Top Uses of Lavender Oil
Lavender and lavender oil has been used for many centuries. The Greeks and Egyptians used it medicinally the Romans used it for its fragrance. The Elizabethans liked it at home, in the garden and on the plate! The Victorians used it at home to disinfect and to refresh.
Even today, despite the predominance of chemical science, lavender oil is still found to be a highly beneficial agent in the medicinal and therapeutic field. It is calming, anti-bacterial, anti-fungal, anti-inflammatory, mildly analgesic, has wound-healing properties and has a regulating effect on the nervous system. Every year we meet many hundreds of people who use our Jersey Lavender Oil at home and can testify to its benefits.
It has to be the No.1 oil for your medicine cabinet with a wider range of uses than any other essential oil. It is generally safe to use neat (see note below) but also works well when mixed with carrier creams, massage oil or to fortify your shampoo or conditioner!
Here are our top most common usages:
1. A relaxant
The soothing and relaxing properties of lavender have earned it the name "Mothering oil". A few drops onto a handkerchief or in a bath, or mixed with carrier oil for a massage, can ease away the day's stress and aid a good night's sleep.
2. Headaches and migraines
Lavender oil is mildly analgesic and a few neat drops of lavender oil gently massaged onto the temples can help stop the pounding in your head.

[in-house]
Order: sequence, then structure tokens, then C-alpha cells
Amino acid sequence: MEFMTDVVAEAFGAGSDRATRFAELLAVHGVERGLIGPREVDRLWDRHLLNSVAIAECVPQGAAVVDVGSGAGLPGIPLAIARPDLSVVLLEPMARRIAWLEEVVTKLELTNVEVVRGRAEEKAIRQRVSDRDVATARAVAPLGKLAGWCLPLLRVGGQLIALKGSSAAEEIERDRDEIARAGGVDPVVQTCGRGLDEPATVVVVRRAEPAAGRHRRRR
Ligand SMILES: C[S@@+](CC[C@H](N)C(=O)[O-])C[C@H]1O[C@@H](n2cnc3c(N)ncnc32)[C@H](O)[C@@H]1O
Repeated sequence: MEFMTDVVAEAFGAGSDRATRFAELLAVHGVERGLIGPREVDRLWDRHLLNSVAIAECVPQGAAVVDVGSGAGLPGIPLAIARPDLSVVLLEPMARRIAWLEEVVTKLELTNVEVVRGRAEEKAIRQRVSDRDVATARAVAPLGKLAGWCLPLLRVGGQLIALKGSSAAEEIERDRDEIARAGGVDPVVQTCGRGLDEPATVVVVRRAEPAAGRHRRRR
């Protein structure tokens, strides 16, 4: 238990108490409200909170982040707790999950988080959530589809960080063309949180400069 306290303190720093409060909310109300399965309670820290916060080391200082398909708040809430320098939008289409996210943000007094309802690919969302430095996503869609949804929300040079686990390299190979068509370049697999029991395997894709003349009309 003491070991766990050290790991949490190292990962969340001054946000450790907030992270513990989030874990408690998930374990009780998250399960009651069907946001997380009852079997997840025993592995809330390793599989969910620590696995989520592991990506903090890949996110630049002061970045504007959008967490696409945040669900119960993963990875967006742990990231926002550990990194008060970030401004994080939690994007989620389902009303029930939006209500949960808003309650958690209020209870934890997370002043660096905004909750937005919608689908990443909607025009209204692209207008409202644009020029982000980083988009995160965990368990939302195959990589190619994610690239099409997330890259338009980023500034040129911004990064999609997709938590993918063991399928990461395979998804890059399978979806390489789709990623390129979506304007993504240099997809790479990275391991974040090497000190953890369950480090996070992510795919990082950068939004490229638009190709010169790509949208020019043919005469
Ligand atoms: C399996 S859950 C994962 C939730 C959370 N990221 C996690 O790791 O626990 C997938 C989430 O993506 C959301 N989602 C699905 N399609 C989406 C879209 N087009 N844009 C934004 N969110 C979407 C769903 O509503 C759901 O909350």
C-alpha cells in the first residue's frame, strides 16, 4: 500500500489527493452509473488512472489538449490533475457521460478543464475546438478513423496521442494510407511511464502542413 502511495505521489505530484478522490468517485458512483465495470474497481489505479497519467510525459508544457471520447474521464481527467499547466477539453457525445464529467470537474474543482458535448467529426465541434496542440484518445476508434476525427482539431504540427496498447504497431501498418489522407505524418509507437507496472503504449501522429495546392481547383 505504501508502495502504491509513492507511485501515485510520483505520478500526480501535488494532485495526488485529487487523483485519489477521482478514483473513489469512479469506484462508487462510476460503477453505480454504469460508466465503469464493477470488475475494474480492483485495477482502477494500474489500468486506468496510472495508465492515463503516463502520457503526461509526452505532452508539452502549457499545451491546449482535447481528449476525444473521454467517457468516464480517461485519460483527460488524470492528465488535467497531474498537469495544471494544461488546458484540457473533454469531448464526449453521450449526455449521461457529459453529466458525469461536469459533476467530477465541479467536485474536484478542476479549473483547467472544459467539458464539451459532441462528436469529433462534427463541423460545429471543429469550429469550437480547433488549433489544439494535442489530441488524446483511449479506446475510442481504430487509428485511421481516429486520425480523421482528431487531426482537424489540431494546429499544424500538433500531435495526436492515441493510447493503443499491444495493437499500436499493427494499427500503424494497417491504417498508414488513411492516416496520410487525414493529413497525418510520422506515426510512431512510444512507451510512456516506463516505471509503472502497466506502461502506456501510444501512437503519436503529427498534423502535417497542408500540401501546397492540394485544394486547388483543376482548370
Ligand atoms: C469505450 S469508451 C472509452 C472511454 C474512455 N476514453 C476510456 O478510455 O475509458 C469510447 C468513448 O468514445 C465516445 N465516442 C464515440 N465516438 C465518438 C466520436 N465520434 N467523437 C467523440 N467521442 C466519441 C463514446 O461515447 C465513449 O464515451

3. Burns and sunburn
Lavender oil is an anti-inflammatory and can be used to cool, relieve and help heal burns and sunburn. A few drops applied to the affected area can do the trick. Alternatively, for a cooling affect, add a few drops to mineral water and spray onto the skin.
4. Cuts, grazes and scars
With its strong wound-healing properties, lavender oil can be used on minor cuts and grazes, simply by dabbing a few drops straight onto the affected area. Added to carrier oil, it can also be regularly massaged onto scar tissue.
5.Spots and skin irritations
Lavender oil is also anti-bacterial and anti-fungal. Used neat or added to water or creams, it can cleanse the skin and prevent and heal sebaceous spots and irritations. It can also be used to fortify your shampoo and conditioner.
6. Insect repellent
Used neat or in a burner, lavender oil (particularly the oil from lavandin) can effectively repel insects. It is great for warding off clothes moths - try dosing some onto a beermat and hanging in the cupboard. Added to carrier oil, it can also be rubbed onto the skin, as a repellant. In addition, the oil can help to heal and soothe bites and stings, including nettle stings.
7. External pain and inflammation
Used neat or in massage oil, lavender oil is mildly analgesic properties can help to relieve niggling aches and pains. Many people find that it can help relieve arthritic and rheumatic pains.
8. Mouth, gum and throat infections, and halitosis
Oral infections can be treated by mixing a few drops of lavender oil with water and gargling, to let the anti-bacterial properties get to work.
9. Respiratory problems
To alleviate respiratory complaints, such as bronchitis and asthma, add a few drops of lavender oil to a small bowl of hot steaming water and inhale the steam.
10. A general disinfectant
The anti-bacterial properties of lavender oil make it useful, not only for your body, but also for your home. Add a few drops to detergents and water for jobs like cleaning the floor, or use in a diffuser to purify the air.
We find that lavender oil can be, and is frequently, used neat. However, in some individuals it can cause harm if used inappropriately and indiscriminately. We STRONGLY SUGGEST CAUTION if you DO NOT have experience of its use. Please read up carefully on the subject or consult a qualified aromatherapist or doctor. An excellent introductory home-use guide called "Aromatherapy" is available from the Books section of our shop.